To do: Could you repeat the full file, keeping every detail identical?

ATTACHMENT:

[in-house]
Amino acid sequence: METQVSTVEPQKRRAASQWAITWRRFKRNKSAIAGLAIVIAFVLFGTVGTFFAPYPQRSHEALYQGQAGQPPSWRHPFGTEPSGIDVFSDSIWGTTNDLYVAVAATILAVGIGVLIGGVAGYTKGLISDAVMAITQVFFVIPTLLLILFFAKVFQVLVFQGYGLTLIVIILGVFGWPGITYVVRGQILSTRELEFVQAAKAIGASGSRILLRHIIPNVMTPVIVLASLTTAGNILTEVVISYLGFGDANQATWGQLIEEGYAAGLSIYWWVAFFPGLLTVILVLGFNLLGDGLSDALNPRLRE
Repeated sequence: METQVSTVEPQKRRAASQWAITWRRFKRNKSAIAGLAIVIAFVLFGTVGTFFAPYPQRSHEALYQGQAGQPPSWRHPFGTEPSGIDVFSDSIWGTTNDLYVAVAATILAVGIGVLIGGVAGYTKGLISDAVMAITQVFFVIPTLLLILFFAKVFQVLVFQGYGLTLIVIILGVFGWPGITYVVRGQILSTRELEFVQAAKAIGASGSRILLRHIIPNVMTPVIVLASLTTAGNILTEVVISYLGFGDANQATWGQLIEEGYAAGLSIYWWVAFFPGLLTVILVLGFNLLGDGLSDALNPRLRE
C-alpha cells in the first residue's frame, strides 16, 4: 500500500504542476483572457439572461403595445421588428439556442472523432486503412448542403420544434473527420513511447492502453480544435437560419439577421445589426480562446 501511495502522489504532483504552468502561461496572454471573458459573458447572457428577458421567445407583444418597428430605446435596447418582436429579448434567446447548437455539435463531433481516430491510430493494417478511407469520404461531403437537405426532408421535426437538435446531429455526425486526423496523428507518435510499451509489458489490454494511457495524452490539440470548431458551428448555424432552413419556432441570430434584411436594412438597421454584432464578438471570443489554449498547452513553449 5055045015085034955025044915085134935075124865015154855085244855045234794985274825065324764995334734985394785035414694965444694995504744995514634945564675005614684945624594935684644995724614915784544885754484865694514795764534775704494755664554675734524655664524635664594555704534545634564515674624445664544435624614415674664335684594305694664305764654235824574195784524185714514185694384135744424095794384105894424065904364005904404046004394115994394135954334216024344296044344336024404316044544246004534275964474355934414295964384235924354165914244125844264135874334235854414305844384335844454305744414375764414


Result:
[in-house]
Amino acid sequence: METQVSTVEPQKRRAASQWAITWRRFKRNKSAIAGLAIVIAFVLFGTVGTFFAPYPQRSHEALYQGQAGQPPSWRHPFGTEPSGIDVFSDSIWGTTNDLYVAVAATILAVGIGVLIGGVAGYTKGLISDAVMAITQVFFVIPTLLLILFFAKVFQVLVFQGYGLTLIVIILGVFGWPGITYVVRGQILSTRELEFVQAAKAIGASGSRILLRHIIPNVMTPVIVLASLTTAGNILTEVVISYLGFGDANQATWGQLIEEGYAAGLSIYWWVAFFPGLLTVILVLGFNLLGDGLSDALNPRLRE
Repeated sequence: METQVSTVEPQKRRAASQWAITWRRFKRNKSAIAGLAIVIAFVLFGTVGTFFAPYPQRSHEALYQGQAGQPPSWRHPFGTEPSGIDVFSDSIWGTTNDLYVAVAATILAVGIGVLIGGVAGYTKGLISDAVMAITQVFFVIPTLLLILFFAKVFQVLVFQGYGLTLIVIILGVFGWPGITYVVRGQILSTRELEFVQAAKAIGASGSRILLRHIIPNVMTPVIVLASLTTAGNILTEVVISYLGFGDANQATWGQLIEEGYAAGLSIYWWVAFFPGLLTVILVLGFNLLGDGLSDALNPRLRE
C-alpha cells in the first residue's frame, strides 16, 4: 500500500504542476483572457439572461403595445421588428439556442472523432486503412448542403420544434473527420513511447492502453480544435437560419439577421445589426480562446 501511495502522489504532483504552468502561461496572454471573458459573458447572457428577458421567445407583444418597428430605446435596447418582436429579448434567446447548437455539435463531433481516430491510430493494417478511407469520404461531403437537405426532408421535426437538435446531429455526425486526423496523428507518435510499451509489458489490454494511457495524452490539440470548431458551428448555424432552413419556432441570430434584411436594412438597421454584432464578438471570443489554449498547452513553449 5055045015085034955025044915085134935075124865015154855085244855045234794985274825065324764995334734985394785035414694965444694995504744995514634945564675005614684945624594935684644995724614915784544885754484865694514795764534775704494755664554675734524655664524635664594555704534545634564515674624445664544435624614415674664335684594305694664305764654235824574195784524185714514185694384135744424095794384105894424065904364005904404046004394115994394135954334216024344296044344336024404316044544246004534275964474355934414295964384235924354165914244125844264135874334235854414305844384335844454305744414375764414